Last updated: Don’t get trapped by an insane marketing strategy

Don’t get trapped by an insane marketing strategy


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The internet is probably at the top of my list as best technology invention ever. The smart phone comes in a close second. These two innovations, along with social media, are the three main catalysts for changing way people do things. I’m not just talking about the convenience factor here. What this technology trio has done is significantly reduce the tolerance for inauthenticity. Let me give you an example.

A couple of decades ago, when deciding to purchase a shirt, I could only rely on traditional advertising tactics like static print ads. In reality, the shirt might not be as great as it looked, but there was no way I could know that. But now, I can Google the shirt, from the comfort of my home, to get detailed information. I can even read other buyers’ reviews before I make my decision to purchase it. Within minutes, I can make a pretty accurate judgment about the product based on practical information and not just a pretty picture that a brand produced specifically to persuade me to buy.

The point is, businesses are no longer able to rely on traditional marketing to sell products and services to consumers. The days of using overly glossy advertisements as the primary tool to bring in sales are slowly waning. As those days pass, consumers’ tolerance for such tactics is also declining. Marketers need to adopt greater authenticity in their strategy.

The Insane Marketing Trap

Surely you’ve heard the cliché, “Repeating the same thing and expecting a different result is the definition of insanity.” I find the saying resonates in the context of marketing to our audiences.

In the digital environment, continuing to deliver a mass offer that lacks any kind of personalization and still expecting a conversion to sales revenue is definitely the perfect example of marketing insanity. Audiences know it’s just a tick in a box. They know the organization/brand is not genuinely interested in providing products/ services that are of value to them. They know—and they are not buying it anymore.

If you are a marketer or a CX professional, you can most likely relate to this. Most of the time this happens not by choice, but because of limitations like budget, resources, and technology. Although it’s hard and can be quite costly, marketers need to embark on the journey of change in order succeed in today’s world. It all starts with one simple truth.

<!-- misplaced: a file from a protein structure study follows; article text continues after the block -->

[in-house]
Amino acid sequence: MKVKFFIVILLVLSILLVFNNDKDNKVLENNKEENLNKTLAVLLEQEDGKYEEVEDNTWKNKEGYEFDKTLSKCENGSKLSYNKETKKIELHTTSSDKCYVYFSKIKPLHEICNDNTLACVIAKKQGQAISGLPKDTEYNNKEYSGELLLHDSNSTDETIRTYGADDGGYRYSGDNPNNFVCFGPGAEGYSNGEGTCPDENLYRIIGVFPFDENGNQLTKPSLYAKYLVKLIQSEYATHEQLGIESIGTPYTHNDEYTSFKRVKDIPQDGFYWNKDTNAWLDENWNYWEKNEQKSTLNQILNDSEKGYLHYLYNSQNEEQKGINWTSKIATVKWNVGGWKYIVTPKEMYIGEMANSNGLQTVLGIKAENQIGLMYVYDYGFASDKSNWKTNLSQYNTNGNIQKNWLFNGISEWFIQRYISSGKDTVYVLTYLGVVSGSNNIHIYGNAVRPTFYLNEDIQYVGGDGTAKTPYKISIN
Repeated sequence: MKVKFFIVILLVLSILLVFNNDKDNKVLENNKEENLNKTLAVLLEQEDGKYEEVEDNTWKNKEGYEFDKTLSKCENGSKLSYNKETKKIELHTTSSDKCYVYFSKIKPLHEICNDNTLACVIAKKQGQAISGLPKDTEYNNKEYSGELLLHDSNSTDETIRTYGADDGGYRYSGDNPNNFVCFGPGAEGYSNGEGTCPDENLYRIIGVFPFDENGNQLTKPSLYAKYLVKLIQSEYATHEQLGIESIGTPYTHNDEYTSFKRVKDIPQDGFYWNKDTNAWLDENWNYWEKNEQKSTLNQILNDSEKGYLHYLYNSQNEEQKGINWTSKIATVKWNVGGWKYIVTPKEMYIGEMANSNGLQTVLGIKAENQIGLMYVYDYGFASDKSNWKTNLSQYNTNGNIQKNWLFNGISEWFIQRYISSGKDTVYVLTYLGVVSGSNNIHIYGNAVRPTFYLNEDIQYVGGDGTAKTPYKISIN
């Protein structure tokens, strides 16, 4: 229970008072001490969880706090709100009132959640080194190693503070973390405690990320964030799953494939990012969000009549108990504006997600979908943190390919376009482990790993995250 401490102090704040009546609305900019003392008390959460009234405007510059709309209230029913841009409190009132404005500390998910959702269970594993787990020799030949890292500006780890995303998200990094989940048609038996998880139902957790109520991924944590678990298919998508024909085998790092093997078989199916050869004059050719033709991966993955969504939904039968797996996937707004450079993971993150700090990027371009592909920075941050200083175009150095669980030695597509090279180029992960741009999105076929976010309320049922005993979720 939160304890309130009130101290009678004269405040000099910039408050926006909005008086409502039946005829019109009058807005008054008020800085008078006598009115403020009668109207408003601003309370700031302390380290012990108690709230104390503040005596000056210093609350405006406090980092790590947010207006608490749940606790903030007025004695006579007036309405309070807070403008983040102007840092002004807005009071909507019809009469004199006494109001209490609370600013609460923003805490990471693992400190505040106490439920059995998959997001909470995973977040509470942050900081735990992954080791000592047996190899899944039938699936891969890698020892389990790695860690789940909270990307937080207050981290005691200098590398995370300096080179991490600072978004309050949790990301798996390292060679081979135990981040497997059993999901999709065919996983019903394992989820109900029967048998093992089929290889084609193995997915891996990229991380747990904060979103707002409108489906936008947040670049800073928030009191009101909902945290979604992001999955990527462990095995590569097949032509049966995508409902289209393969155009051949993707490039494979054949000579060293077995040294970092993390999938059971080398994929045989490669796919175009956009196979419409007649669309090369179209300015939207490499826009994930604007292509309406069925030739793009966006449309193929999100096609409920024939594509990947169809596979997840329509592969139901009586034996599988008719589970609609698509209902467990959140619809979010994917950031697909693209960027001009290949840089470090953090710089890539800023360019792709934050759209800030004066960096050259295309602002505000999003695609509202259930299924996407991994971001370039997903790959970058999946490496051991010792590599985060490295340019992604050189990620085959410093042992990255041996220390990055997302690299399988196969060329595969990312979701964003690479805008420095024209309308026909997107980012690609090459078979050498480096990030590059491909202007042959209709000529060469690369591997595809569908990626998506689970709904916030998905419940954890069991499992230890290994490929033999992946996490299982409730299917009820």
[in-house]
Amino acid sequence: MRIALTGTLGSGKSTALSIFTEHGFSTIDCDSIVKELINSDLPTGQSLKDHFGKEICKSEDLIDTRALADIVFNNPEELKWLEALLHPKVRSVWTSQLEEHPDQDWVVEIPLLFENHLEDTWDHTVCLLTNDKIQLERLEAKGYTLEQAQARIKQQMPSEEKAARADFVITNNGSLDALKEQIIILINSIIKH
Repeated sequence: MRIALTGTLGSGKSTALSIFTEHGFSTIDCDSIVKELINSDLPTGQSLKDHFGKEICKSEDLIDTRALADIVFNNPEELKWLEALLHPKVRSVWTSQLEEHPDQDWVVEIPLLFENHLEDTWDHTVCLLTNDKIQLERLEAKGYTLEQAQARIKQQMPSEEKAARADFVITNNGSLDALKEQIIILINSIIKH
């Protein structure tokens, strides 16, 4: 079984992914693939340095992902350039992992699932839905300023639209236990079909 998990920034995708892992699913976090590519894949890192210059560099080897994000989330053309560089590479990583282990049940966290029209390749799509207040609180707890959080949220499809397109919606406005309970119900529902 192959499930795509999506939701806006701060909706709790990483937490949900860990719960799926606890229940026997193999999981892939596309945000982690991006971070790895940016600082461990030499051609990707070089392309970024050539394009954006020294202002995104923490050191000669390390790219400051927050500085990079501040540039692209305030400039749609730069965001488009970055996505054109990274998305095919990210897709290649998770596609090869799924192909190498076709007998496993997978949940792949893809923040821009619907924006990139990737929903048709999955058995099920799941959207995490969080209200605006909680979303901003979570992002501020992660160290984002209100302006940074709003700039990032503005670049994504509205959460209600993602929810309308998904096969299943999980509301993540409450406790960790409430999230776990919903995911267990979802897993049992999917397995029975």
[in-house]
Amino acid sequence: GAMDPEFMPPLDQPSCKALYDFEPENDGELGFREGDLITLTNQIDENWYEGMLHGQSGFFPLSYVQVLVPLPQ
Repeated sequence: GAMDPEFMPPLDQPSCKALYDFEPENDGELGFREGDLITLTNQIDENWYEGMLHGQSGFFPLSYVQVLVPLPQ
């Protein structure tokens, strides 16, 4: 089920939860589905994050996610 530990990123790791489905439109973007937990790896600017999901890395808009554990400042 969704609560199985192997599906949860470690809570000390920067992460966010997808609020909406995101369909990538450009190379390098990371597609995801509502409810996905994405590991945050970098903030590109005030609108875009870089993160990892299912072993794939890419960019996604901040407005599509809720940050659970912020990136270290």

If You Won’t Buy It, Don’t Sell It 

So what does this all mean? Let’s go back to the concept of authenticity for a minute. If we as marketers get back to the basics, marketing is simply the art of communicating the value of products/services. Creativity offers limitless ways to convey your message, but be careful not to let that creativity obscure the true value of the product/service. This is a trap that many marketers experience, myself included.

It is therefore important to continue ensure authenticity is being fostered in your marketing strategy for it will not only save your corporation time and money, but it will also maintain and increase the integrity of your company’s brand promise. With this as the rule of thumb, the tactics and technology used to support your marketing strategy can only bring effective results. Remember: you are a consumer, too, and if the same strategies annoy you, that will also annoy your customers!

Take a Simple Step to Tap into the Power of Contextual Marketing

In order to demonstrate authentic marketing, you first need to deliver a relevant and personalized marketing message to each segment of your audience—this is contextual marketing.

Contextual marketing ensures that consumers get the most relevant offers, news and materials via the channels they prefer. Contextual marketing also means putting yourself in the shoes of your customers and, most of the time, doing so can be a good starting point.

However, according to a survey done by Forrester, only 54 percent of marketers have integrated their outbound process, which goes to show that for most organizations/brands, marketing is broken. How about yours?

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